Flush with cash, it was time for a rebranding. By now, lobbying on behalf of Azerbaijan, and locating the right people in the decision-making centres of the world, had become a common practice, and a policy Aliyev was keen on actively pursuing. The targets were Brussels and Washington.
Alekber (Alex) Raufoglu, a Washington-based journalist, says that, whilst Azerbaijan has had influence in the United States since the early 1990s, it has become especially visible of late. ‘Although it started in the mid-1990s, with the focus on gaining some “long-term friends” among Washington politicians to boost the image of the oil-backed Aliyev government, it became particularly ugly during the past 5-6 years, especially after the government of Azerbaijan decided to open a
[State Oil Company of Azerbaiajn Republic] office in D.C. [in 2012], and involved a playboy oligarch son, Anar Ammadov (the son of the Minister of Transport), to engage in money laundering under the guise of lobbying.’
A similar rebranding took place in Brussels and Strasbourg. A long time policy observer, based in Brussels, says: ‘Azerbaijan was always very conscious of the need to cultivate a certain image. An image of a progressive, liberal, secular Muslim nation willing to cooperate with the west, contribute to its energy security and strategic interests.’
As this observer put it, the oil money made it easy for the government of Azerbaijan to promote this message in Europe while ‘creating a friendly network in the EU institutions, which would be supportive of the Azerbaijan’s government’s agenda.’
In Brussels, much of this work was carried out by SOCAR (which, coincidentally, opened its office there also in 2012) and TEAS, the European Azerbaijan Society headed by the son of Kemaleddin Heydarov, one of the country’s most powerful men, and the Minister of Emergency Situations. Tame think-tanks and policy makers were also happy to oblige—they too had their own interest in boosting Azerbaijan’s image abroad while dismissing any criticism of the crackdown at home.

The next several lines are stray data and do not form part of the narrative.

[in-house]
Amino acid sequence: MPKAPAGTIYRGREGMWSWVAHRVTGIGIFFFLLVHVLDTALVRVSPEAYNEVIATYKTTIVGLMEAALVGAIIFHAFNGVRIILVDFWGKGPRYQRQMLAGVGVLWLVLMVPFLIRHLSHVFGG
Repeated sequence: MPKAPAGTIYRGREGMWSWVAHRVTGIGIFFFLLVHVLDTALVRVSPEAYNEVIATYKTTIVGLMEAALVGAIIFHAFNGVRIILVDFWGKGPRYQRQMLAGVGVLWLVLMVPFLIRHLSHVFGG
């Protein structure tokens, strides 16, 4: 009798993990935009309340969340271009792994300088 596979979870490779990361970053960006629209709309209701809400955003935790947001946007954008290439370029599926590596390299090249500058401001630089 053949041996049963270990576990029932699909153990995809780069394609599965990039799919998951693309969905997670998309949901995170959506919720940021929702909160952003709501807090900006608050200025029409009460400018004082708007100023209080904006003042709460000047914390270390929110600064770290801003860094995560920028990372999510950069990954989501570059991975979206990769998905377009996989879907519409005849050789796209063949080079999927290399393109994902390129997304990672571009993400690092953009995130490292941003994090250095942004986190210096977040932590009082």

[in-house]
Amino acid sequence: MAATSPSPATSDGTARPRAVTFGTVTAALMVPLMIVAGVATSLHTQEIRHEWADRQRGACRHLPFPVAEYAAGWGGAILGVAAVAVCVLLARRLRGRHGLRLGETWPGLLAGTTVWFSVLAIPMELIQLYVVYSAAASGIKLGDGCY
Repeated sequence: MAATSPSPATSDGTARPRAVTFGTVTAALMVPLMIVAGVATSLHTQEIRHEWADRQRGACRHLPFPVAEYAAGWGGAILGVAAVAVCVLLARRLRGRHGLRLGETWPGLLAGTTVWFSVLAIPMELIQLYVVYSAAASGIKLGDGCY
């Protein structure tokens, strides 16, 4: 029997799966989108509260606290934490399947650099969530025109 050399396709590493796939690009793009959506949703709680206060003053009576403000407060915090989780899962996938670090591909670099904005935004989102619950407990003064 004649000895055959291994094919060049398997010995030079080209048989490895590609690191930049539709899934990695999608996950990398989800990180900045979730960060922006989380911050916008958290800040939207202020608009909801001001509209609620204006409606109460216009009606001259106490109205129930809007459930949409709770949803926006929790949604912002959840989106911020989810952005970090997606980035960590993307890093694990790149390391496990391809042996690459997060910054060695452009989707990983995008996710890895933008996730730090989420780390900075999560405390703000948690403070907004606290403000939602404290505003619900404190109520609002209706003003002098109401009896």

The more western friends President Aliyev acquired, the more ruthless he and his cabinet became in matters domestic. The timid son of a KGB general had stopped making promises. Instead, there were bold statements: Azerbaijan was the land of democracy, tolerance, and all freedoms.
Determined to stay
The presidential elections in 2008 only confirmed Aliyev’s determination to stay in power; and for this, yet another round of mock elections took place. The six other candidates running against Ilham Aliyev were political nobodies. The actual day of voting saw reports of ballot stuffing, carousel voting, and other violations.
A year later, in a countrywide referendum, Aliyev put an end to any hopes for a change in the next round of elections by removing term limits to the presidency.
Aside from the referendum, however, Azerbaijan made international headlines with the famous
case in 2009, when two youth activists staged a mock interview with an expensive donkey imported from Holland at a price tag of $41,000.
The donkey praised Azerbaijan as being a perfect place for donkeys to live. Shortly after, the authors of the video were arrested, tried in court and then sentenced for hooliganism.
International media slammed the country’s leadership for jailing these tech-savvy youth activists, and having little tolerance for dissent. Many saw this as the beginning of more to crackdowns come. A year earlier, foreign media such as Radio Free Europe/Radio Liberty, BBC, and the Voice of America had been banned from broadcasting on national frequencies.
Local media outlets were already facing libel charges and closure possibilities while independent journalists were constantly persecuted for their criticism of government policies. In 2009, Reporters Without Borders named President Aliyev in their top 40 ‘Predators of Press Freedom’.
In cultural terms, Azerbaijan last hit the international headlines in 2012 when, having won the Eurovision Song Contest the previous year (
with Running Scared by Ell & Nikki
), it secured the right to host the festival in Baku.
This was the first time an international event of this scope had come to Baku. Activists at home decided to use the contest as a platform to call on the government to respect the rights of its people, and the international community to step up their criticism of the government.